Every bourbon is a whiskey. But not every whiskey is a bourbon. Confused? Let’s sort this out with a spirited history lesson. Don’t worry, we won’t bore you to death with names and dates (although there are a few). And there won’t be a quiz. Now, pour yourself a neat sip of your favorite whiskey (which may also be a bourbon).
After Prohibition (1933) and World War II (1945) came to an end, the American bourbon industry began to boom. So much so that it became the top-selling liquor in the United States in the 1950s. The bourbon boom peaked when the House of Representatives passed H. Concurrent Resolution 57 on May 4, 1964. The resolution made bourbon a “distinctive product of the United States.” The resolution noted bourbon would be recognized as a U.S. product, much like Cognac in France, Scotch Whisky in Great Britain, and Canadian Whisky in Canada.
The resolution offered trade protection against other “bourbons” produced overseas or in Mexico. In 1974, Mexico did the same thing by protecting tequila as a distinct product of its country.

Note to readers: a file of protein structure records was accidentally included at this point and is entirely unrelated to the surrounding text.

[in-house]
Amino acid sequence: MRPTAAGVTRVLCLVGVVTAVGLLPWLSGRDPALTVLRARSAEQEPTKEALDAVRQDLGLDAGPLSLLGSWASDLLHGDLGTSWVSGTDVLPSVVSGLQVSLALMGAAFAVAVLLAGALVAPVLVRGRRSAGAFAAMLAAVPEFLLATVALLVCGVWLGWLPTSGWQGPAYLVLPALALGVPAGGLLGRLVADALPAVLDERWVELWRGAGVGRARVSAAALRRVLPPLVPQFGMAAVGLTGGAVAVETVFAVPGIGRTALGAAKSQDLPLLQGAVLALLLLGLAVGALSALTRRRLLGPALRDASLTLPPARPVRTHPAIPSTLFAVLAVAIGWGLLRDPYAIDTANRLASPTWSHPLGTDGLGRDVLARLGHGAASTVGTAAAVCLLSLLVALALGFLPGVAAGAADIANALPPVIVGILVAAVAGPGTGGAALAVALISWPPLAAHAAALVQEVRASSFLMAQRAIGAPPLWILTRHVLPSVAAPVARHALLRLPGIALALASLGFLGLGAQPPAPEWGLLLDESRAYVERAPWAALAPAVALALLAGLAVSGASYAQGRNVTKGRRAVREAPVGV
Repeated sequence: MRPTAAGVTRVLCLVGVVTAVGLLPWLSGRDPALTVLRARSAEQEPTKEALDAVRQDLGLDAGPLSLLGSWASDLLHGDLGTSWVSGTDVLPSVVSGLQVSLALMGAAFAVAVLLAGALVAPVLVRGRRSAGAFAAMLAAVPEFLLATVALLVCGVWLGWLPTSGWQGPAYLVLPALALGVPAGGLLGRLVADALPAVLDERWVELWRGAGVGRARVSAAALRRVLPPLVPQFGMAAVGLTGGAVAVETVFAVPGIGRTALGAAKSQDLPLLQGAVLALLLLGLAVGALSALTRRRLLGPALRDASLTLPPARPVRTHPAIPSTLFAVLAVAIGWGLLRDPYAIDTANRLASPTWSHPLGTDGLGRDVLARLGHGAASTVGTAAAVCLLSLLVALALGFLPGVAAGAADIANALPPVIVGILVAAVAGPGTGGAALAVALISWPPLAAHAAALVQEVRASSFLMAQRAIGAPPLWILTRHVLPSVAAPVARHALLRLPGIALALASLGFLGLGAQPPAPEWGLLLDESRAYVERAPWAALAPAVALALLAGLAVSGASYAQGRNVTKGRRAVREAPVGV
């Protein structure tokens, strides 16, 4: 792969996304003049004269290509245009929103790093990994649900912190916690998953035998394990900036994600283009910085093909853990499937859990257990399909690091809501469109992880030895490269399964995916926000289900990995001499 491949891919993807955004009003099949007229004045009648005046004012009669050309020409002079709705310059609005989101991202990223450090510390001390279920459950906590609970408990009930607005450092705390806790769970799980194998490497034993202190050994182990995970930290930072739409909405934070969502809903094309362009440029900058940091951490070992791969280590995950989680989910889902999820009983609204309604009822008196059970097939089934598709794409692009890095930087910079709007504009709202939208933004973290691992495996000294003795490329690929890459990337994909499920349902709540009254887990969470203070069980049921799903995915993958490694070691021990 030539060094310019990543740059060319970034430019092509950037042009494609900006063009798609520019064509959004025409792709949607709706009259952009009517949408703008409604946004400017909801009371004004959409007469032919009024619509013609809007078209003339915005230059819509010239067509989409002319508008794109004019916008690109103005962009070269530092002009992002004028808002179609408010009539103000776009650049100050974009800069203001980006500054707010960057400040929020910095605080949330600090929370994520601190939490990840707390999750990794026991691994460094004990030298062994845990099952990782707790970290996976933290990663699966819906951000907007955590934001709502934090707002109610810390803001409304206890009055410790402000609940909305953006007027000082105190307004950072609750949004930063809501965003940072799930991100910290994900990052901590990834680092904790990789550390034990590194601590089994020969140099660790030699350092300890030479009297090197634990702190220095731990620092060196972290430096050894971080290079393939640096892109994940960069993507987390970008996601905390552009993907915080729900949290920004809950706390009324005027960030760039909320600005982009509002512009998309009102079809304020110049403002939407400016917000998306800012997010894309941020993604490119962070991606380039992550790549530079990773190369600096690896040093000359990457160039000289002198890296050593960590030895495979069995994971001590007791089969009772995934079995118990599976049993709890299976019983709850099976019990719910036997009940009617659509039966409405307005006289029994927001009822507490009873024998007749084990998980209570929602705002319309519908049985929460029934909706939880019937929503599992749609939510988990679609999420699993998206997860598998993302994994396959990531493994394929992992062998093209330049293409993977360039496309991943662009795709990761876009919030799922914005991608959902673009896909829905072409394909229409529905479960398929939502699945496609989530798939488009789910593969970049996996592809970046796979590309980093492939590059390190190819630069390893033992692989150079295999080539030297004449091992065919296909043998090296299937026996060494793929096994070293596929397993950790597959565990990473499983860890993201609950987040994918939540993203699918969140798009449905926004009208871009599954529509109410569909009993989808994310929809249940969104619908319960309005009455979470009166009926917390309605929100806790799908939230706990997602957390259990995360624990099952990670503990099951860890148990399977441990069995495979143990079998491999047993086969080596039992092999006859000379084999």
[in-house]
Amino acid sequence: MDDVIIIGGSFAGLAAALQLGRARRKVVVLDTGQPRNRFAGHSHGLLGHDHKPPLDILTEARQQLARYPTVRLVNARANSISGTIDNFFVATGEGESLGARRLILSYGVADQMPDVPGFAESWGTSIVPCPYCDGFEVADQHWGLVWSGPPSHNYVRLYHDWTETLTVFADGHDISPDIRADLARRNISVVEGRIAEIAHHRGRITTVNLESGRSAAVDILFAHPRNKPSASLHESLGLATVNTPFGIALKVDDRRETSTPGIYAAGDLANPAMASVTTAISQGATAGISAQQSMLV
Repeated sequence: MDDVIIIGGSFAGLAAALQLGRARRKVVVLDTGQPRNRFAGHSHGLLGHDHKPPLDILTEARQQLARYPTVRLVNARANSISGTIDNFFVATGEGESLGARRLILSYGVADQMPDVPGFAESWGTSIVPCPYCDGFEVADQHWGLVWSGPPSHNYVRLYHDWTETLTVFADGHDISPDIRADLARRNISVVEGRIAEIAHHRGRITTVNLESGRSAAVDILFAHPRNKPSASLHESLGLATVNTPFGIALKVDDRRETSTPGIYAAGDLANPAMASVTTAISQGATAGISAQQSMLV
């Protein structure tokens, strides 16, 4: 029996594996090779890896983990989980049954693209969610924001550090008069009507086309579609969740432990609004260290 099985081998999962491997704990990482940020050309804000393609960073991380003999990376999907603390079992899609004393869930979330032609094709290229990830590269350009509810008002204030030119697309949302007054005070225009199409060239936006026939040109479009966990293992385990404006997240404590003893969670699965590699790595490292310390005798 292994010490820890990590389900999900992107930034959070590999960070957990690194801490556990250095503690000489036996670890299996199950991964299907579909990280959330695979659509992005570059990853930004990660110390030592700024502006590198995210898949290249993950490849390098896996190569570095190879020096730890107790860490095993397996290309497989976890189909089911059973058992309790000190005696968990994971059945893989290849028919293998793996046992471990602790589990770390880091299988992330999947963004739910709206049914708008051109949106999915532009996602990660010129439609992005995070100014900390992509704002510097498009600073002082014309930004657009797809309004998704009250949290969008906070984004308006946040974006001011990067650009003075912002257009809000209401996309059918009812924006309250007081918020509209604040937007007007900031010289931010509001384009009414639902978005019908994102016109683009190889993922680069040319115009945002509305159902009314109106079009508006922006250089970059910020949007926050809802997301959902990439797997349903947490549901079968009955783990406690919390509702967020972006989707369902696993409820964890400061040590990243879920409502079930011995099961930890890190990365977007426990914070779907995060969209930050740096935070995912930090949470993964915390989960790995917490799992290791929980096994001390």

According to the Code of Federal Regulations (5.143), bourbon must be:
- made in the United States.
- fermented mash of at least 51 percent corn
- distilled at 160 proof (80 ABV) or less
- aged in charred, new oak barrels
- barreled no higher than 125 proof
- aged for a minimum of two years
- bottled at 80 proof or higher
- pure (no color/flavor additives other than water)
While most bourbon is produced in Kentucky (95 percent), technically it can be produced anywhere in the United States. But we do have Kentucky Representative John C. Watts and Kentucky Senator Thruston B. Morton to thank for introducing the aforementioned resolution in the House and Senate, respectively.
Whiskey, on the other hand, is much less regimented.
To be classified “whiskey” or “whisky” (the spelling generally used in Scotland, Canada, and Japan), the spirit must be:
- fermented grain mash
- distilled at less than 190 proof
- stored in oak barrels with no minimum time requirement
- free of neutral spirits
However, whiskey does allow blending and additives of coloring and flavoring.
Since “bourbon” meets all the requirements of “whiskey,” it can be considered a whiskey. So, all bourbon is whiskey.
Keep in mind, there are a lot of subcategories under the whiskey umbrella, each with its own specifications, including Tennessee Whiskey, Irish Whiskey, Scotch Whisky, Canadian Whisky, Japanese Whisky, Rye Whiskey, and more.